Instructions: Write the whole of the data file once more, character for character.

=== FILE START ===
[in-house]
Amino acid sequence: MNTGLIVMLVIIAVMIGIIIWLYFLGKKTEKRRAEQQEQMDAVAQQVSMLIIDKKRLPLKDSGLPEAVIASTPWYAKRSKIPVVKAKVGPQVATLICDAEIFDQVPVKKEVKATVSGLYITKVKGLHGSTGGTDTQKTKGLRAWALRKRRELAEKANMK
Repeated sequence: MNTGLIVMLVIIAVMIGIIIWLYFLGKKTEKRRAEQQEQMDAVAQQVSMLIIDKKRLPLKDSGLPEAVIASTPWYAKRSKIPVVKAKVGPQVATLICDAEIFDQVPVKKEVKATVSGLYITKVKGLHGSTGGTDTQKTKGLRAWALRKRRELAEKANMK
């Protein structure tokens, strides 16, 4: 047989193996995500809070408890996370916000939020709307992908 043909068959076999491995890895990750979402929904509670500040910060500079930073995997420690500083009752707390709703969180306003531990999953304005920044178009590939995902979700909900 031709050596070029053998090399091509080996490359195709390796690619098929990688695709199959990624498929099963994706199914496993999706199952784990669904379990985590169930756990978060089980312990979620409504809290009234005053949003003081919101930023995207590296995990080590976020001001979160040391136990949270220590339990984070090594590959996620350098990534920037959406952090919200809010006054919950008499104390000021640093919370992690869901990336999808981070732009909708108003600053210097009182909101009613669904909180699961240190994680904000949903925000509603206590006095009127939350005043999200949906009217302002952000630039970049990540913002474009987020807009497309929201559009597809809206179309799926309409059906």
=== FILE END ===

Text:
[in-house]
Amino acid sequence: MNTGLIVMLVIIAVMIGIIIWLYFLGKKTEKRRAEQQEQMDAVAQQVSMLIIDKKRLPLKDSGLPEAVIASTPWYAKRSKIPVVKAKVGPQVATLICDAEIFDQVPVKKEVKATVSGLYITKVKGLHGSTGGTDTQKTKGLRAWALRKRRELAEKANMK
Repeated sequence: MNTGLIVMLVIIAVMIGIIIWLYFLGKKTEKRRAEQQEQMDAVAQQVSMLIIDKKRLPLKDSGLPEAVIASTPWYAKRSKIPVVKAKVGPQVATLICDAEIFDQVPVKKEVKATVSGLYITKVKGLHGSTGGTDTQKTKGLRAWALRKRRELAEKANMK
């Protein structure tokens, strides 16, 4: 047989193996995500809070408890996370916000939020709307992908 043909068959076999491995890895990750979402929904509670500040910060500079930073995997420690500083009752707390709703969180306003531990999953304005920044178009590939995902979700909900 031709050596070029053998090399091509080996490359195709390796690619098929990688695709199959990624498929099963994706199914496993999706199952784990669904379990985590169930756990978060089980312990979620409504809290009234005053949003003081919101930023995207590296995990080590976020001001979160040391136990949270220590339990984070090594590959996620350098990534920037959406952090919200809010006054919950008499104390000021640093919370992690869901990336999808981070732009909708108003600053210097009182909101009613669904909180699961240190994680904000949903925000509603206590006095009127939350005043999200949906009217302002952000630039970049990540913002474009987020807009497309929201559009597809809206179309799926309409059906």